oa Jamba : Journal of Disaster Risk Studies - Communal farming, climate change adaptation and the media in Zimbabwe : original research
|Article Title||Communal farming, climate change adaptation and the media in Zimbabwe : original research|
|Journal||Jamba : Journal of Disaster Risk Studies|
|Affiliations||1 National University of Science and Technology, Zimbabwe and 2 National University of Science and Technology, Zimbabwe|
|Publication Date||Jan 2016|
|Pages||1 - 10|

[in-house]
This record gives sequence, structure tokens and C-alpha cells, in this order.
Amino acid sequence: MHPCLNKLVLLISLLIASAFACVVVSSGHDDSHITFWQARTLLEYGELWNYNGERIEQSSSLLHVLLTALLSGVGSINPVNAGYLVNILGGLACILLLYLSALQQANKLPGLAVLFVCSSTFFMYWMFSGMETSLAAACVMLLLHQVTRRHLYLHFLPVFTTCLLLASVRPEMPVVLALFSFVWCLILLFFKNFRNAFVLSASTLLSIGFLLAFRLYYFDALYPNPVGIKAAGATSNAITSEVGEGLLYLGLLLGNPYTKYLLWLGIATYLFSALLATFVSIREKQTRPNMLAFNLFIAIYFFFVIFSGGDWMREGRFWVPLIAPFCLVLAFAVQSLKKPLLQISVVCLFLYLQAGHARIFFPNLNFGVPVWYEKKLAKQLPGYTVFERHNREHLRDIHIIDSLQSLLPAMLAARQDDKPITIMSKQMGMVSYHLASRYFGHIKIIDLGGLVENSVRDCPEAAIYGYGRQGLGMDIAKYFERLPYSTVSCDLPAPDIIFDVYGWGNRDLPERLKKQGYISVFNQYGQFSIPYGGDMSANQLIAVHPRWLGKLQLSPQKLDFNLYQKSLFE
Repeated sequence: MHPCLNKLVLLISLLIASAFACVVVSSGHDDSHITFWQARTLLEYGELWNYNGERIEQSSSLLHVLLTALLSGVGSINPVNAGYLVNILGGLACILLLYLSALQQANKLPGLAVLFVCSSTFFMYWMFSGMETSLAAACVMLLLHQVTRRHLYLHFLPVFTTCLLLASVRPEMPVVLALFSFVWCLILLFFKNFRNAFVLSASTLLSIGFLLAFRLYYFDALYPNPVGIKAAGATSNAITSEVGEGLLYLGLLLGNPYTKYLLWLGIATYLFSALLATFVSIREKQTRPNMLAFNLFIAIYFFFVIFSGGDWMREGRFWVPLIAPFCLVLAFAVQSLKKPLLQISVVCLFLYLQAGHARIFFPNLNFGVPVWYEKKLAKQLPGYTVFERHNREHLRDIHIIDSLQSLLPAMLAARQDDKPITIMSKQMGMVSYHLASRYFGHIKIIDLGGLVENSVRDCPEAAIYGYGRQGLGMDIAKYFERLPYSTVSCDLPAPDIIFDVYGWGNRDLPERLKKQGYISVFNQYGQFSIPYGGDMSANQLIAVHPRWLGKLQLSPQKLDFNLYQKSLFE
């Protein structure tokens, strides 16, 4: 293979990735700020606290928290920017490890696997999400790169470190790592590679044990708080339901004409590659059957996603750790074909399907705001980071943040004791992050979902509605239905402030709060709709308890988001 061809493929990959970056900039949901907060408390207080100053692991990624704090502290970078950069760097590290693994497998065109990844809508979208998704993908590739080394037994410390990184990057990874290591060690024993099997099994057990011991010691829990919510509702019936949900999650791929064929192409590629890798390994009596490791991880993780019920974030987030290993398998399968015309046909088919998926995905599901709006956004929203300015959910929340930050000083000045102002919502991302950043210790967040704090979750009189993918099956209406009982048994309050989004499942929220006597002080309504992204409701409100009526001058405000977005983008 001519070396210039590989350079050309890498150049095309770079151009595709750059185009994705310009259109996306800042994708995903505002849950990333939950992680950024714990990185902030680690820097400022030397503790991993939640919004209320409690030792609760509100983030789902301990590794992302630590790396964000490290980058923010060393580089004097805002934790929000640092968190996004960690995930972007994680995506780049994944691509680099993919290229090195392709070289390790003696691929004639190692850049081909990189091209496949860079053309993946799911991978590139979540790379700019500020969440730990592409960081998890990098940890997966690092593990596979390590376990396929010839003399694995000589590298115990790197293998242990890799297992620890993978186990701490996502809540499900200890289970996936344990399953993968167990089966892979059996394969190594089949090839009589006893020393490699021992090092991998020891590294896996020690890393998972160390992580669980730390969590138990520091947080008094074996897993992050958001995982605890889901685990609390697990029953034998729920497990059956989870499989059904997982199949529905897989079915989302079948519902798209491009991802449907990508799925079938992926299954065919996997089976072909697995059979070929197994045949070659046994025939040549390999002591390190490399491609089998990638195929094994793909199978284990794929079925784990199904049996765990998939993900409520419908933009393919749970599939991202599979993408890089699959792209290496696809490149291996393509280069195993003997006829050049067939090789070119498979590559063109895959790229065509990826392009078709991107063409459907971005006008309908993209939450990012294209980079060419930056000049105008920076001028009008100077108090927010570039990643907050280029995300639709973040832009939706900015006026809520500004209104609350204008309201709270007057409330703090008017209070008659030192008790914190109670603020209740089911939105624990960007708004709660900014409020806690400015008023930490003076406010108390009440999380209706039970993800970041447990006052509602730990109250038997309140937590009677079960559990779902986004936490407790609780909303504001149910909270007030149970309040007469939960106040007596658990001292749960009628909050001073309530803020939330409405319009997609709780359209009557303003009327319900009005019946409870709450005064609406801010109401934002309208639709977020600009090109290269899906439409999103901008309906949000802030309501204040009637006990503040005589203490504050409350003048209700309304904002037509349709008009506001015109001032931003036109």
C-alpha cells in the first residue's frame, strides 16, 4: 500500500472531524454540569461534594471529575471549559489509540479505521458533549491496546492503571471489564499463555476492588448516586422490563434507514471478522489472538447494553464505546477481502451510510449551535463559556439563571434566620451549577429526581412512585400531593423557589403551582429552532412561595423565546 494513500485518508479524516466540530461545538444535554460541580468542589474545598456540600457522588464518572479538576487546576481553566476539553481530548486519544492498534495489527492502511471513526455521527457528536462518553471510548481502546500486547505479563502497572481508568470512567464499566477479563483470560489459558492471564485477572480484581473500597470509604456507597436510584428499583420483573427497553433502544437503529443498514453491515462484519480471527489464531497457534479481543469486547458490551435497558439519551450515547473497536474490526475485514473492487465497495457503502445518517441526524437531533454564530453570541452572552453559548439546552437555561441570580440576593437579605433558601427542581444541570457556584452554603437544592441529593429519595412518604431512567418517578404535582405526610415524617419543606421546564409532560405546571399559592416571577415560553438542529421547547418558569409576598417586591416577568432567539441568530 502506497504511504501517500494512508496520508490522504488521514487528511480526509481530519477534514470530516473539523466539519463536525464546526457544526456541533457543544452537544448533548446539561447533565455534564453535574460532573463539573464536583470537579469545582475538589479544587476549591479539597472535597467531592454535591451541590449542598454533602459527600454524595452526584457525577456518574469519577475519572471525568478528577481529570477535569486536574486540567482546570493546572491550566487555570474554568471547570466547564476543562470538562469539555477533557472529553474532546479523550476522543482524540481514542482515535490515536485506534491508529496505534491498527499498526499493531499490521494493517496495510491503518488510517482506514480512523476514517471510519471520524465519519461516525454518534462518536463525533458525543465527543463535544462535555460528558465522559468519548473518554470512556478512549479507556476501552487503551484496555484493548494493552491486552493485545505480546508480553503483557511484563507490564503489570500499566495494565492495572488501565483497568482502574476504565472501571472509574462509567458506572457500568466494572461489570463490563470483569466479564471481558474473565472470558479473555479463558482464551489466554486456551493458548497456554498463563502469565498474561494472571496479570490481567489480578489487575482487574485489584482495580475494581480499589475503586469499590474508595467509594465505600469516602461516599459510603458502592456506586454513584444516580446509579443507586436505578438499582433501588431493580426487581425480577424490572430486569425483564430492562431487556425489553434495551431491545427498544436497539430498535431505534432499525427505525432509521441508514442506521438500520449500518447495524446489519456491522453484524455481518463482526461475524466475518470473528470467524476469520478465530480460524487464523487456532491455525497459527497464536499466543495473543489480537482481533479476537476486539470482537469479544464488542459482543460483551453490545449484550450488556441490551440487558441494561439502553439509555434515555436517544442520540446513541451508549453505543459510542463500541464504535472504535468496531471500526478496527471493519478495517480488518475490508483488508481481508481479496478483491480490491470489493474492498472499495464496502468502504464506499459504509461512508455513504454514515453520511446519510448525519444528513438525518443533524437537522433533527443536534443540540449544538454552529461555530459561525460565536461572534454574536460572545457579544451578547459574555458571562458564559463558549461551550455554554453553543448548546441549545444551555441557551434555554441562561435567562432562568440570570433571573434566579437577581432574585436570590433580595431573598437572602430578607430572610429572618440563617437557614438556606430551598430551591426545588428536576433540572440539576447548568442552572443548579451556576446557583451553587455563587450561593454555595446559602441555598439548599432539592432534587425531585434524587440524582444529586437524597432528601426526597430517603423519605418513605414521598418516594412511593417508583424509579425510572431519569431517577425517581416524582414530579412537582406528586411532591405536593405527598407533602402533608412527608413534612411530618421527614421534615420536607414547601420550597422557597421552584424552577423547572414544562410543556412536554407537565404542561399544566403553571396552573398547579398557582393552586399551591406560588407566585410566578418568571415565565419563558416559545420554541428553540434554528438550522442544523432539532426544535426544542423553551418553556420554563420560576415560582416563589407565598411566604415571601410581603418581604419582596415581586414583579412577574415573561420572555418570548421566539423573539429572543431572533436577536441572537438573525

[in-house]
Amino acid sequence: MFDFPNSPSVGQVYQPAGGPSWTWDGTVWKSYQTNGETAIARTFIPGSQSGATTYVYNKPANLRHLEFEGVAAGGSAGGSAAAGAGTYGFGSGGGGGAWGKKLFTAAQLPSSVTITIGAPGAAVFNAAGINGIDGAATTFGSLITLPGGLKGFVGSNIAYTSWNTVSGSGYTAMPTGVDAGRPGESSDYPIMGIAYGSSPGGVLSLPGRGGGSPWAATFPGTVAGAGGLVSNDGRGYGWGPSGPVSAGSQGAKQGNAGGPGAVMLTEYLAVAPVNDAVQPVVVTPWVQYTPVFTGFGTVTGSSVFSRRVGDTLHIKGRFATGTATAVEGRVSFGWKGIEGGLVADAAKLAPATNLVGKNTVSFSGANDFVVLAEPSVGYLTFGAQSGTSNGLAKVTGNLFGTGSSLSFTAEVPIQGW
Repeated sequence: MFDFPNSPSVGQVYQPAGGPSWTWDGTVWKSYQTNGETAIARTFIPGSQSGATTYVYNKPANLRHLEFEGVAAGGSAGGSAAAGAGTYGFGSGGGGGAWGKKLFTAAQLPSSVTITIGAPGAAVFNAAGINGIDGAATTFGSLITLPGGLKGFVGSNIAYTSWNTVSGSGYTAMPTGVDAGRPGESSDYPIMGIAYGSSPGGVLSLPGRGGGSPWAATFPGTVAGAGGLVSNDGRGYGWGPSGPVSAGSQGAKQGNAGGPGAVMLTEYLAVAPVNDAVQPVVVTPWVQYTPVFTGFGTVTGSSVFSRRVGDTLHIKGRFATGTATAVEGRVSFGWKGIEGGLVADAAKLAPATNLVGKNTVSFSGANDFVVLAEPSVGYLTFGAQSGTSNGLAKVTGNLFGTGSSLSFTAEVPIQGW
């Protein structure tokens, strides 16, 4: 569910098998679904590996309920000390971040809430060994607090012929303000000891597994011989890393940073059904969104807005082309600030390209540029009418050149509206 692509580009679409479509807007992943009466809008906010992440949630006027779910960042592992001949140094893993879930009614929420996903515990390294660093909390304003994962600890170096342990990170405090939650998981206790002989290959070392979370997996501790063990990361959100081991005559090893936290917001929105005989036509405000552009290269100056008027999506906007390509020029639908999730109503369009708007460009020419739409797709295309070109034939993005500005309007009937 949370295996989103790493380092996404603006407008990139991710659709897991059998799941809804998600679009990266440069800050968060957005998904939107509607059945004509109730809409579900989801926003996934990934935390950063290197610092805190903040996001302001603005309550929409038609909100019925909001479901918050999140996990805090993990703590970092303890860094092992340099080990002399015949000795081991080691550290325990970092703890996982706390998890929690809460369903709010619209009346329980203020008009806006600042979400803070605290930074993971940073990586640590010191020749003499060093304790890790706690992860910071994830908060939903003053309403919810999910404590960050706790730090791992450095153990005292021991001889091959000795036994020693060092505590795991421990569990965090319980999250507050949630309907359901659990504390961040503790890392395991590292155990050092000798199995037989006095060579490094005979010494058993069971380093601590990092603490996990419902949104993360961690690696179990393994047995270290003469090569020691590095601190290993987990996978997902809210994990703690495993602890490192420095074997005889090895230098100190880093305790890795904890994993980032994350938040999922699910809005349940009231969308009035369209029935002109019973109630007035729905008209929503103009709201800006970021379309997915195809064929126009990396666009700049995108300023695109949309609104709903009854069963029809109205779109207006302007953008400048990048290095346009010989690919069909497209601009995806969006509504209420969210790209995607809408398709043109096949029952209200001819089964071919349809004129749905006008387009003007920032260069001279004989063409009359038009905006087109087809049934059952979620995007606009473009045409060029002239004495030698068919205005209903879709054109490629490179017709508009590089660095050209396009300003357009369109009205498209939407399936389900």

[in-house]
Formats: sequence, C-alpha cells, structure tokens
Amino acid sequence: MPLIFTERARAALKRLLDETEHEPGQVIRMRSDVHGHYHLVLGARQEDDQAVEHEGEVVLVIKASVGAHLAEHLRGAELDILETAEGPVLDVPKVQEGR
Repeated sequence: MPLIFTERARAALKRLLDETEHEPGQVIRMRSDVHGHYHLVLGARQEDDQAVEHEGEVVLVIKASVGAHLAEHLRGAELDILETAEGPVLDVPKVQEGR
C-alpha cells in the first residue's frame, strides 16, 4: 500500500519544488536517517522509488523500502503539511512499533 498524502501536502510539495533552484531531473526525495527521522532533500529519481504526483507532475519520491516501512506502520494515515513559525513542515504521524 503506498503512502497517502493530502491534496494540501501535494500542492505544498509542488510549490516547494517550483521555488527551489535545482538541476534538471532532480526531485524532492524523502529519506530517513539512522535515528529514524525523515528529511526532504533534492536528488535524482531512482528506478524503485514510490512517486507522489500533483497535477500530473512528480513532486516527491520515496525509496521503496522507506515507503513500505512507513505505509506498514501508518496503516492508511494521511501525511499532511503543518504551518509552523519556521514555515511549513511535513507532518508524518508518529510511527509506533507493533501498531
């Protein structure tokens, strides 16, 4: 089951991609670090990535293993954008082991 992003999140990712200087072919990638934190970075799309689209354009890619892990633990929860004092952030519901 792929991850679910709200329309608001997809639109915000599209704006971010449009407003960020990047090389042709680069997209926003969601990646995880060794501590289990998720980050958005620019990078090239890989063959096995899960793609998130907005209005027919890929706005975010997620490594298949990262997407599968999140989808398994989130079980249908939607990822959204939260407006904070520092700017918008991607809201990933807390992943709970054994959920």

Climate change is destroying Zimbabwean communal farmers' agricultural activities - a source of living for most people. As communal farmers struggle to adapt, the media is expected to assume a fundamental theoretical role of educating and informing them about the appropriate adaptation techniques. Located in Umguza District in Matabeleland North Province, the study explored how communal farmers created meaning out of climate change media content and its influence on their agricultural practices from October 2014 to April 2015. In doing so, the study used the Two-Step Flow theory and Hall's Encoding and Decoding Model. Entrenched in pragmatism, the study embedded quantitative techniques at different stages. Multistage sampling combining Simple Random Sampling (SRS), purposive and systematic sampling techniques was used to identify the 263 households for semi structured questionnaires, direct observations and in-depth interviews. The findings were analysed using Statistical Package for the Social Sciences (SPSS), thematic analysis and pattern matching. The results show that personal observations; print, broadcast and online media; and opinion leaders were the main sources of climate change information. The radio was the most used medium in communicating climate change adaptation though it was the second most accessed after mobile phones. Conservation Agriculture and planting of drought-resistant crops were some of the adaptation techniques communicated in the media. When interacting with media content, communal farmers create their own meaning influenced by their cultural values, resulting in some adopting, rejecting or modifying certain adaptation techniques. The study concludes that opinion leaders are fundamental in communal farmers' interaction with media but their influence must not be overestimated.
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